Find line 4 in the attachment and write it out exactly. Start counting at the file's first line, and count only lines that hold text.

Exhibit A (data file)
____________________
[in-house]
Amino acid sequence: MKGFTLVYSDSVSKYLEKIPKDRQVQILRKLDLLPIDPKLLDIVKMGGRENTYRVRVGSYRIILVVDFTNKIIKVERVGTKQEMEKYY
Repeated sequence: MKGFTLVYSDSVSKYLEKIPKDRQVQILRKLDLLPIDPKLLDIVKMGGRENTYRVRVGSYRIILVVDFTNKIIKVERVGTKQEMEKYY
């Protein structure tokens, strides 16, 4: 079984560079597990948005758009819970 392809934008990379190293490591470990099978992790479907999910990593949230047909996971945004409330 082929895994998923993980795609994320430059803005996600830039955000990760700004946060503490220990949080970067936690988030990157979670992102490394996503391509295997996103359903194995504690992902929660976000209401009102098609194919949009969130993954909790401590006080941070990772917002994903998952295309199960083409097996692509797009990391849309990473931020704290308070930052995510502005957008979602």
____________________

């Protein structure tokens, strides 16, 4: 079984560079597990948005758009819970 392809934008990379190293490591470990099978992790479907999910990593949230047909996971945004409330 082929895994998923993980795609994320430059803005996600830039955000990760700004946060503490220990949080970067936690988030990157979670992102490394996503391509295997996103359903194995504690992902929660976000209401009102098609194919949009969130993954909790401590006080941070990772917002994903998952295309199960083409097996692509797009990391849309990473931020704290308070930052995510502005957008979602």